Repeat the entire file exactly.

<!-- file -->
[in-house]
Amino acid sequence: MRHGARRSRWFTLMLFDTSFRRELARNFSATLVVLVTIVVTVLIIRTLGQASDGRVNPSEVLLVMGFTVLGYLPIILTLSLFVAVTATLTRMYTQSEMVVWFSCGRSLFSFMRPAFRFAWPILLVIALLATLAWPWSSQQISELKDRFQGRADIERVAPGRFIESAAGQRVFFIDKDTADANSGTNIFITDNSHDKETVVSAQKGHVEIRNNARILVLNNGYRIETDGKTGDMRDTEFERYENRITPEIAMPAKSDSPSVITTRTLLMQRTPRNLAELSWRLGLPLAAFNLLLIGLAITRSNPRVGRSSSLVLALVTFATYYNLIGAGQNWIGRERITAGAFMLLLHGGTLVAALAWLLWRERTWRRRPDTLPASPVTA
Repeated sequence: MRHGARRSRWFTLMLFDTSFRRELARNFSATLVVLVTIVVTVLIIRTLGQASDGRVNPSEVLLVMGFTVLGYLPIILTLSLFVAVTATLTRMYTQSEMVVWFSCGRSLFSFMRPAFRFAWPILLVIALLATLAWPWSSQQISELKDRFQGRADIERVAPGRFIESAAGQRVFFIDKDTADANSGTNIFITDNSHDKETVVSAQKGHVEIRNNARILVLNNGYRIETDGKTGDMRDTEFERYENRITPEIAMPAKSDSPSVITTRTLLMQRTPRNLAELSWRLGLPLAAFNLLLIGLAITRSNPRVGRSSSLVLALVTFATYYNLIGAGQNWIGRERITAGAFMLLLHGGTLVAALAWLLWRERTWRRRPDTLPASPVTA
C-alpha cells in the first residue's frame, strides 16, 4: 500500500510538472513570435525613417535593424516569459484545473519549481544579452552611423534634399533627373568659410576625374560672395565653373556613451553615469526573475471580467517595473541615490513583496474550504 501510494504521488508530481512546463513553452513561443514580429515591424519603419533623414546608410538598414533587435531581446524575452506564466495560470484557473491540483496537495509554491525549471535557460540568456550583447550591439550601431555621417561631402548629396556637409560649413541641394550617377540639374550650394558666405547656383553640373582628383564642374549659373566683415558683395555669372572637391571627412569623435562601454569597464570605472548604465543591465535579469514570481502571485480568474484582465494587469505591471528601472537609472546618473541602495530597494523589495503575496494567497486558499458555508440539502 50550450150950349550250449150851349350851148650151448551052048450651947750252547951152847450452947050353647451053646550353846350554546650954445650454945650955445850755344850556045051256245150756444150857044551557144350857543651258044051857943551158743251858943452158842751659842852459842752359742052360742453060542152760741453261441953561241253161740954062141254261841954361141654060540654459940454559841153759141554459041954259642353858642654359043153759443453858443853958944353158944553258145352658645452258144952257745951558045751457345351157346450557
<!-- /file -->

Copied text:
[in-house]
Amino acid sequence: MRHGARRSRWFTLMLFDTSFRRELARNFSATLVVLVTIVVTVLIIRTLGQASDGRVNPSEVLLVMGFTVLGYLPIILTLSLFVAVTATLTRMYTQSEMVVWFSCGRSLFSFMRPAFRFAWPILLVIALLATLAWPWSSQQISELKDRFQGRADIERVAPGRFIESAAGQRVFFIDKDTADANSGTNIFITDNSHDKETVVSAQKGHVEIRNNARILVLNNGYRIETDGKTGDMRDTEFERYENRITPEIAMPAKSDSPSVITTRTLLMQRTPRNLAELSWRLGLPLAAFNLLLIGLAITRSNPRVGRSSSLVLALVTFATYYNLIGAGQNWIGRERITAGAFMLLLHGGTLVAALAWLLWRERTWRRRPDTLPASPVTA
Repeated sequence: MRHGARRSRWFTLMLFDTSFRRELARNFSATLVVLVTIVVTVLIIRTLGQASDGRVNPSEVLLVMGFTVLGYLPIILTLSLFVAVTATLTRMYTQSEMVVWFSCGRSLFSFMRPAFRFAWPILLVIALLATLAWPWSSQQISELKDRFQGRADIERVAPGRFIESAAGQRVFFIDKDTADANSGTNIFITDNSHDKETVVSAQKGHVEIRNNARILVLNNGYRIETDGKTGDMRDTEFERYENRITPEIAMPAKSDSPSVITTRTLLMQRTPRNLAELSWRLGLPLAAFNLLLIGLAITRSNPRVGRSSSLVLALVTFATYYNLIGAGQNWIGRERITAGAFMLLLHGGTLVAALAWLLWRERTWRRRPDTLPASPVTA
C-alpha cells in the first residue's frame, strides 16, 4: 500500500510538472513570435525613417535593424516569459484545473519549481544579452552611423534634399533627373568659410576625374560672395565653373556613451553615469526573475471580467517595473541615490513583496474550504 501510494504521488508530481512546463513553452513561443514580429515591424519603419533623414546608410538598414533587435531581446524575452506564466495560470484557473491540483496537495509554491525549471535557460540568456550583447550591439550601431555621417561631402548629396556637409560649413541641394550617377540639374550650394558666405547656383553640373582628383564642374549659373566683415558683395555669372572637391571627412569623435562601454569597464570605472548604465543591465535579469514570481502571485480568474484582465494587469505591471528601472537609472546618473541602495530597494523589495503575496494567497486558499458555508440539502 50550450150950349550250449150851349350851148650151448551052048450651947750252547951152847450452947050353647451053646550353846350554546650954445650454945650955445850755344850556045051256245150756444150857044551557144350857543651258044051857943551158743251858943452158842751659842852459842752359742052360742453060542152760741453261441953561241253161740954062141254261841954361141654060540654459940454559841153759141554459041954259642353858642654359043153759443453858443853958944353158944553258145352658645452258144952257745951558045751457345351157346450557